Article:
The north see the women as no more than the paper you write on and trash and so, most unlikely to vote for a woman-presidential candidate. The behaviour down south still largely, relegate the women to the secondary level in power games by way of anointing, which is highly noticeable in the south-west; and might, someday, be elevated to the substantive capacities as governors, having gone through the ‘pupilage’ or “grooming”, that Tony Akabogu mentioned.

Arugha Etuwewe We need people of proven integrity, or at least without any known scandal, and ensure we get it. In this regard, I will go for Donald Duke/Oby Ezekwesili. Nuhu Ribadu generates too much animosity. He should be behind the scenes fighting the good fight behind Donald/Oby.
The zoning formula hasn’t helped us at all so maybe, we should discard it and fight for quality and proven skills. Let us think outside the box, start a popular campaign for good governance, and get Nigerians behind it. (na grassroot politics be dat) And that’s how Obama won both elections against formidable opposition. If Barack can, YES WE CAN too!

Madunagu EmekaIn 1999, one of the greatest mistakes made by the civil society was not pushing its members into government. After fighting for democracy, civil society sat back and allowed criminals and murderers to take the stage. That is why civil society keeps returning to the trenches to fight. Imagine if Gani had gone to the Senate. If Oshiomhole had become Edo governor or gone to the Senate. Things would be different today. So, civil society must go beyond campaigning and fighting and take the bull by the horns.
Otokinie Oliver Wokoma Let me point out that the names of some of those candidates mentioned only ring a bell in the cities. Apart from the 1st  Republic, those who had a chance to rule were household names. Obansanjo – because he was former president, Yaradua – because of his late brother and GEJ – because he was president already. Therefore, if a popular candidate does not arise, the godfathers will just anoint another stooge to rule us. That is why I am trusting God to cause a shaking so that such a person will be revealed.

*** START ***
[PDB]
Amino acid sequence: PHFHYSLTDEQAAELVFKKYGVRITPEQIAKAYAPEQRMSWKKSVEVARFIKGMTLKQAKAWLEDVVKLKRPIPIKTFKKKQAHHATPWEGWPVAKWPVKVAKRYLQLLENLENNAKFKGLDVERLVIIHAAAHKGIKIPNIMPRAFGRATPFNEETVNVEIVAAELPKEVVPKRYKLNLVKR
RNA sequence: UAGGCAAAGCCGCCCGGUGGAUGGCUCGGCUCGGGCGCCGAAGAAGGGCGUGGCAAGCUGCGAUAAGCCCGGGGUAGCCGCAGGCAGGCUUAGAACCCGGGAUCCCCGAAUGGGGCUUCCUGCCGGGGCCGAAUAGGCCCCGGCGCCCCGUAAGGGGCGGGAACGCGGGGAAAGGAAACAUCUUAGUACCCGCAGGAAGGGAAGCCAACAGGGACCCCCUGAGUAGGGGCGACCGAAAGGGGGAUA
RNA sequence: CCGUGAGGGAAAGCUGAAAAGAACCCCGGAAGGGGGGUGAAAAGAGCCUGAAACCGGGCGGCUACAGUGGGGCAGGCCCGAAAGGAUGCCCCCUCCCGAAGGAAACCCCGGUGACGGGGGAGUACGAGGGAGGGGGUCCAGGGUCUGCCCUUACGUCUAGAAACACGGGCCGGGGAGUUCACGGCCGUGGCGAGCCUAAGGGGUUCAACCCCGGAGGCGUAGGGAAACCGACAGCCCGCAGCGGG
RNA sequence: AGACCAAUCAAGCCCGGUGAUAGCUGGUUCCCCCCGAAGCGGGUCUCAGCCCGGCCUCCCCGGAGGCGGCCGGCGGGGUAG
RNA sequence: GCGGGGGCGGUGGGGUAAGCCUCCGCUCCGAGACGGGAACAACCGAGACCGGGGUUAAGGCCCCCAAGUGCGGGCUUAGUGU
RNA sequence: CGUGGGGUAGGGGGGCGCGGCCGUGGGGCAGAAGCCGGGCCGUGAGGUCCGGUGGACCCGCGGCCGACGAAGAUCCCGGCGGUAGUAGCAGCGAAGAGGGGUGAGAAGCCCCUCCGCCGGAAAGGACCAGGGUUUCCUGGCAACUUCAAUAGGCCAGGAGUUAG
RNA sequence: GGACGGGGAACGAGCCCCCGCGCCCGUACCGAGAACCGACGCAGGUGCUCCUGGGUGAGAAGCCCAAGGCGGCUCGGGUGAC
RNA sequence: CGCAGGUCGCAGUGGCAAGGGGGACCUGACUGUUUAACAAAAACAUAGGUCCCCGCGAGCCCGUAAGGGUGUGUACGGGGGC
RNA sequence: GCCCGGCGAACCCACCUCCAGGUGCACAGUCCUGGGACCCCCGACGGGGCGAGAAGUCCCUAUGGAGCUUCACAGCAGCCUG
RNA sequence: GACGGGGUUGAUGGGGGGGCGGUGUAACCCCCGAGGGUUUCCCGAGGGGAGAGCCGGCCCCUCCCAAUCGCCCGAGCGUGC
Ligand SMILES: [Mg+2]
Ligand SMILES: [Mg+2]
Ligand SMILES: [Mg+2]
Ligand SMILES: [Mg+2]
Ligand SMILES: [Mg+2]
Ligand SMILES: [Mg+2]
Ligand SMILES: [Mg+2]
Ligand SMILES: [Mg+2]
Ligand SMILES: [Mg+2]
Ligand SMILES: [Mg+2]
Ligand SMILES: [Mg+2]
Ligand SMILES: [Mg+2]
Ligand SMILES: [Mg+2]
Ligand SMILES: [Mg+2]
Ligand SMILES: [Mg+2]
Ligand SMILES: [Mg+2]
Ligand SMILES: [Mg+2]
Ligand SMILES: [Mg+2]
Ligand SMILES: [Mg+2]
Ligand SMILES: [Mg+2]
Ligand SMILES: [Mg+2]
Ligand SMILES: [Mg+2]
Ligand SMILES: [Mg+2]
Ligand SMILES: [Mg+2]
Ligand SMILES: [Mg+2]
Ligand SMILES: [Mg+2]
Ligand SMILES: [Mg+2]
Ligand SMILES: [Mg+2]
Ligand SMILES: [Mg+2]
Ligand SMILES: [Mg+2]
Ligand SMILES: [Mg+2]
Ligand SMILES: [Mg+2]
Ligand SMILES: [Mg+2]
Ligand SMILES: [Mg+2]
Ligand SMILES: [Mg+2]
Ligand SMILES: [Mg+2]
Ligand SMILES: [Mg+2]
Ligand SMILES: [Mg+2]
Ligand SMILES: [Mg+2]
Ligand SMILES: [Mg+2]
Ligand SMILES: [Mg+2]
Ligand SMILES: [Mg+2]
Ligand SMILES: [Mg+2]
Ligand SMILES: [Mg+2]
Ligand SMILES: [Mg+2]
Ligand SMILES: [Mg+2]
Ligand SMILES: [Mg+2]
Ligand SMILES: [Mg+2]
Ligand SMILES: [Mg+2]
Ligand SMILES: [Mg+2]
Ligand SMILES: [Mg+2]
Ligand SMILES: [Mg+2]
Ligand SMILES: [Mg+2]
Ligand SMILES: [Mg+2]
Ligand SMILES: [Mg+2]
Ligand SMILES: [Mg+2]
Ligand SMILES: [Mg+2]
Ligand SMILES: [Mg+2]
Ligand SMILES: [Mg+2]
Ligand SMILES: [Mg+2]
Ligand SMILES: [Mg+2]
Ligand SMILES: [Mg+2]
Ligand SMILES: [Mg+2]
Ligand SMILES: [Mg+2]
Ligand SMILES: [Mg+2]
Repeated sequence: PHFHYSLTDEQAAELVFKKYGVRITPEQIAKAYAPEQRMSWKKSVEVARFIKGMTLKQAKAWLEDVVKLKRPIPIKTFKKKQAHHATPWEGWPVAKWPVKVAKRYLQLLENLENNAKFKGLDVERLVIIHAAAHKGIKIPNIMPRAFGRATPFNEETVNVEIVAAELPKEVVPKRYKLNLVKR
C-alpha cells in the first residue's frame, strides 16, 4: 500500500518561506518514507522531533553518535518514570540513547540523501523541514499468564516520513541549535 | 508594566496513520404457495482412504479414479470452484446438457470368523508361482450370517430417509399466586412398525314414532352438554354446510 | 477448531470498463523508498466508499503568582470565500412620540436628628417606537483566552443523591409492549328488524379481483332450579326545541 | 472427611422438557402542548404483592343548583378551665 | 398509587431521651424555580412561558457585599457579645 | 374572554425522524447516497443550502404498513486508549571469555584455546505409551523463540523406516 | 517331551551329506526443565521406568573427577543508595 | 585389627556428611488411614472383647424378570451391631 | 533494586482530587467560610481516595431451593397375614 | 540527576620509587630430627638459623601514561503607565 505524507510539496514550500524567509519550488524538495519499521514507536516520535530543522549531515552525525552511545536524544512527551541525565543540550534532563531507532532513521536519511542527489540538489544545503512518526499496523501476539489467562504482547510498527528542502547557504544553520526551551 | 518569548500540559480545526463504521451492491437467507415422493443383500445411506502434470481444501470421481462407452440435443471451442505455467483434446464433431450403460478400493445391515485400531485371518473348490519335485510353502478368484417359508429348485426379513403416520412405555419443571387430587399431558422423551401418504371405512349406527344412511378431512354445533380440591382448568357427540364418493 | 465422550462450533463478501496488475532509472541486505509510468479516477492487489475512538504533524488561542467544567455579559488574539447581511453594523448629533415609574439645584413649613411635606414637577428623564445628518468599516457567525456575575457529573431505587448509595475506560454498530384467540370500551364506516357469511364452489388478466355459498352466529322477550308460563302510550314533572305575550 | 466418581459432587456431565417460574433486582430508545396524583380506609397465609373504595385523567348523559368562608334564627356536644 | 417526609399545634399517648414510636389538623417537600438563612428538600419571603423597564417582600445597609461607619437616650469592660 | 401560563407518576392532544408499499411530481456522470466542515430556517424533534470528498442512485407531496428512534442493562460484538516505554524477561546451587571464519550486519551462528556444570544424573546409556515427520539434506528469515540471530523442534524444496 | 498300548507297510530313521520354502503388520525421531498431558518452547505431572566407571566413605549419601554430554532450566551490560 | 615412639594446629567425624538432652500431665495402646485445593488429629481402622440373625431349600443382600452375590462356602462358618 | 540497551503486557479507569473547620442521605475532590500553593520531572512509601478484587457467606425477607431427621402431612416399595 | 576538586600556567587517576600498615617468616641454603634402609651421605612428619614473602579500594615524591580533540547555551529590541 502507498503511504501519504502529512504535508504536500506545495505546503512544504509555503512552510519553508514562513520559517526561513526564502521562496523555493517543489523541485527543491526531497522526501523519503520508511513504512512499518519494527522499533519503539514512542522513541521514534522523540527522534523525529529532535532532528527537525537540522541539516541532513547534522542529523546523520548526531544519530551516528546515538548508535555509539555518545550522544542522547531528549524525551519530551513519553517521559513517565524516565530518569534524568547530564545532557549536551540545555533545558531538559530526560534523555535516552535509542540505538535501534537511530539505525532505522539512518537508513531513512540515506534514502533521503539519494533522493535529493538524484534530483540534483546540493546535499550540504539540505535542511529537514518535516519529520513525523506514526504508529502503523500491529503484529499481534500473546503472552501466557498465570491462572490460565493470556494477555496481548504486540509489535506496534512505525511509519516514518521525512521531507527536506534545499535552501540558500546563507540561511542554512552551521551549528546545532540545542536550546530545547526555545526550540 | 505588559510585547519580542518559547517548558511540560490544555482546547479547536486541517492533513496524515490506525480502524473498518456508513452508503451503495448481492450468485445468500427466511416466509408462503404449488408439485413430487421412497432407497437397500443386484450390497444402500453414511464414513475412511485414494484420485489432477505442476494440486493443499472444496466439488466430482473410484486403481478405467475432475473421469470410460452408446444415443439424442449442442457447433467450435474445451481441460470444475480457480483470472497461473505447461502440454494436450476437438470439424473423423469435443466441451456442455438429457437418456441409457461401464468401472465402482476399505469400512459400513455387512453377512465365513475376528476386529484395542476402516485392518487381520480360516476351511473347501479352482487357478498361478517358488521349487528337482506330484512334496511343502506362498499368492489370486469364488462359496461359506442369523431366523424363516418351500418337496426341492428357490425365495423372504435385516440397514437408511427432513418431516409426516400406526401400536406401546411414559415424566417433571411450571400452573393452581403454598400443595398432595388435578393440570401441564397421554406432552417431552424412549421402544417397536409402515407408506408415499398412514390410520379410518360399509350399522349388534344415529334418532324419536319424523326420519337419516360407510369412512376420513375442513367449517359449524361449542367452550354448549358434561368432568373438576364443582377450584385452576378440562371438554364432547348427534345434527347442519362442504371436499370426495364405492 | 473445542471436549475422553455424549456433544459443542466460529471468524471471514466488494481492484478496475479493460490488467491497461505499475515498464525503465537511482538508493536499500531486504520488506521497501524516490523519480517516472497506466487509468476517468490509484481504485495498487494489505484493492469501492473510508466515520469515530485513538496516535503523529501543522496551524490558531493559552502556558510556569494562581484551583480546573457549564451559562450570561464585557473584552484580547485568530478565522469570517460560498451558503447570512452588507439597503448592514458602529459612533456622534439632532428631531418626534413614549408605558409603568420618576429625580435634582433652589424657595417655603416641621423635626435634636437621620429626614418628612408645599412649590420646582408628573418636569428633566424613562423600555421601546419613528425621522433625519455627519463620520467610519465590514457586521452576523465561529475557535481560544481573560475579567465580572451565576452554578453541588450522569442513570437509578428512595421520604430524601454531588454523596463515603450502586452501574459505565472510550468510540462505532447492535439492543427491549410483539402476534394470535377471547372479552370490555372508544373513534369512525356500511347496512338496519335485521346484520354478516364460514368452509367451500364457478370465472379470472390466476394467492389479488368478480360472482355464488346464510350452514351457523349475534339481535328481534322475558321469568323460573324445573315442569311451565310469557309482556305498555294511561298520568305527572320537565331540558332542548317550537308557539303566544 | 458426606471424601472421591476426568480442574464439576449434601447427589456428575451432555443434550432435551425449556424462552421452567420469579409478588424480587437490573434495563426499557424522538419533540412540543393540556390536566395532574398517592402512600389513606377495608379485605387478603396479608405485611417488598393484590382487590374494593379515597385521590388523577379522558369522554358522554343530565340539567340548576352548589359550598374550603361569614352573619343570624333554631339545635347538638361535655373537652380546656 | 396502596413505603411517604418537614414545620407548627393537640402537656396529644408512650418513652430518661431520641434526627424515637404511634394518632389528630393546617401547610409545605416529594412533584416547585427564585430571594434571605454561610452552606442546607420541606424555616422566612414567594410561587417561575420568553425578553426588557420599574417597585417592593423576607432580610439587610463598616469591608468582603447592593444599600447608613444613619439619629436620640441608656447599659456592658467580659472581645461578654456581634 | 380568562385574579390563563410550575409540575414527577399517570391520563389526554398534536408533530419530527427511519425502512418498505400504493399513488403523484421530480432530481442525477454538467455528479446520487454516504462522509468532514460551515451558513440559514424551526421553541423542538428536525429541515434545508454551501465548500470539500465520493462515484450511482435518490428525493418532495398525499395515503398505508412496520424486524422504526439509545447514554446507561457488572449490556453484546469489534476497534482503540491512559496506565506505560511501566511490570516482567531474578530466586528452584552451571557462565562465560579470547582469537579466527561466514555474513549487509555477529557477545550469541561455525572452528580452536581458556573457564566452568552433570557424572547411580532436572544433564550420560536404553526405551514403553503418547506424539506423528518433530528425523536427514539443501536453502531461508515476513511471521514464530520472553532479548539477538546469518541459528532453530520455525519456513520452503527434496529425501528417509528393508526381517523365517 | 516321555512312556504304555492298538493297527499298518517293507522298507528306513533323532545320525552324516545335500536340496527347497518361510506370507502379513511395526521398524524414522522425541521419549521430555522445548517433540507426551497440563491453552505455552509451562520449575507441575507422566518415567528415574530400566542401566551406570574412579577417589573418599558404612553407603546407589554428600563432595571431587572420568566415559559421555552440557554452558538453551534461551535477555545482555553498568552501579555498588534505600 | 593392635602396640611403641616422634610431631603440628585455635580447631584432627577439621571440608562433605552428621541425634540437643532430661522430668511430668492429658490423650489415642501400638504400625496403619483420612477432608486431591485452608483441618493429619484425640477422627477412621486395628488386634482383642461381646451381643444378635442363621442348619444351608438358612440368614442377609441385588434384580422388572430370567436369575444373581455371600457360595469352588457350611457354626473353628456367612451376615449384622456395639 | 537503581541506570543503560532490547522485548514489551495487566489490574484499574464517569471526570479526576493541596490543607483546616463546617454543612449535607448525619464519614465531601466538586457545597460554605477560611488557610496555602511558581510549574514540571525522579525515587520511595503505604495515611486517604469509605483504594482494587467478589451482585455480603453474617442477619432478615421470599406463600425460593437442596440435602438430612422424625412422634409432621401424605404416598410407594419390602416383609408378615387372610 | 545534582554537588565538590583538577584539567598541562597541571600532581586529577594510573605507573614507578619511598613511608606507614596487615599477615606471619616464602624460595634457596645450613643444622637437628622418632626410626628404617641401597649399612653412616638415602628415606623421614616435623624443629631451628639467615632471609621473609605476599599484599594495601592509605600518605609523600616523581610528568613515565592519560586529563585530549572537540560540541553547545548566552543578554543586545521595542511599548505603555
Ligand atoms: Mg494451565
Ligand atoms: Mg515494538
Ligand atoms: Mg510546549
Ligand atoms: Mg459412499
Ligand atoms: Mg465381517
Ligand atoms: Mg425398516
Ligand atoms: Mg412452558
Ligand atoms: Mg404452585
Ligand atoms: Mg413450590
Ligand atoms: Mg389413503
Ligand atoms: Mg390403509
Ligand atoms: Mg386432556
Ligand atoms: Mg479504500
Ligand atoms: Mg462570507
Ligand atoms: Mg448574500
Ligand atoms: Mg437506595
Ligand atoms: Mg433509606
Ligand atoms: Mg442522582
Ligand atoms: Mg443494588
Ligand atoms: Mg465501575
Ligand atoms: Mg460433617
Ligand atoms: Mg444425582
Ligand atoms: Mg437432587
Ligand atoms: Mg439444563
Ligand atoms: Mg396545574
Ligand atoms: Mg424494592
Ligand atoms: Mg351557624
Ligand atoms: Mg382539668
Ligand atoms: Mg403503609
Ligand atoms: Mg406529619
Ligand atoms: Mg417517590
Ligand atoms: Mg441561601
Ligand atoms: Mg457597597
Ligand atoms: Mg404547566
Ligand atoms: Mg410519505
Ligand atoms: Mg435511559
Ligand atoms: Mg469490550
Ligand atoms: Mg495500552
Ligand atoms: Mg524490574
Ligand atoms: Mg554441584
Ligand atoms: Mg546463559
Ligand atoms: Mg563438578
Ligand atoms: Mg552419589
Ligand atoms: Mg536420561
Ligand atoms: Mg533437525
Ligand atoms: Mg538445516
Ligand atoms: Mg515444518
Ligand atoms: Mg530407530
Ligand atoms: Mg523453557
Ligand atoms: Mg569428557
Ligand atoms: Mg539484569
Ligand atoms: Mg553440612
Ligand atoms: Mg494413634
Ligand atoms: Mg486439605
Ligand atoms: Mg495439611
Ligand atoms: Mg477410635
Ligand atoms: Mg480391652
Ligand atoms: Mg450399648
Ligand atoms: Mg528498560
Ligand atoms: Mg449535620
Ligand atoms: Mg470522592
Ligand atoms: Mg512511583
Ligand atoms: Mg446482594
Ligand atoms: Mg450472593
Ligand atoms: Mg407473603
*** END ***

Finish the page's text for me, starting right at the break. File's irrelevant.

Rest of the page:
Pamela Braide I live in Calabar. Donald Duke made it possible for government secondary school students to spend nothing beyond 2k on books no matter the level. Below SS1 was about 1k or so…. Quality books from the best publishers… Because of that, my organization was able to double our scholarship recipients… The water board project that was a mirage… came to fruition… not only do i have clean pipe borne water in my house, but same obtains at my grandad’s hotel outside calabar in Ugep. Roads? The road to my house was named River Ediba!..but now it’s a highway! He did uncountable roads. When other governors would go for OBJ’s televised progress report, they will call roads they’ve done by name, but Donald would only state the number of kilometers of roads done. As for the tourism, what I love the most is the data collection. The state knows how many hotel beds were available in 2000 and every year after that. You can measure progress or regression and PLAN. Questionaires are filled and data extracted from parks and airports to track the actuall number of visitors to calabar in December. 

Donald Duke has done so much.  Its a lot to enumerate, but he is a very driven man; ruthless to an extent, but very proud about quality. As for beautification, the government led by example; they keep public spaces and government areas clean and planted. So citizens in turn, plant flowers or whatever because they want to, not because there’s a fine or punishment. The clean-up of the town is also extremely cheap in comparison to results because he was able to choose competent hands and get the buy in of the people. Cross Rivers State is clean because people choose to join in…. not compelled!

zamaka Agbasi If Donald Duke would go, I’d vote for him, and would campaign for him too. Been to Calabar twice, and LOVED EVERYTHING about Calabar and both experiences. Donald Duke is definitely my candidate.
Kemi Adeloye Donald Duke can’t get anywhere in presidential campaigns! …The workings of Nigerian politics, at this time, and even at some other future ones, may not support the quick succession of two south-south candidates. Aside from that; my major worry about Donald Duke was and still is, his revelations about the elections rigging template of the PDP,… ONLY AFTER he left office!

…Now, the issue is: If you were a part and parcel of a criminal conduct but kept quiet because you and your party benefited from it; why should we now rest hope on you to come near any position of responsibility that may allow you, an even more deadly opportunity, to wreak more havoc on the polity, by possible ‘allocation’ of positions while the people will be deceived into participating in a charade called elections?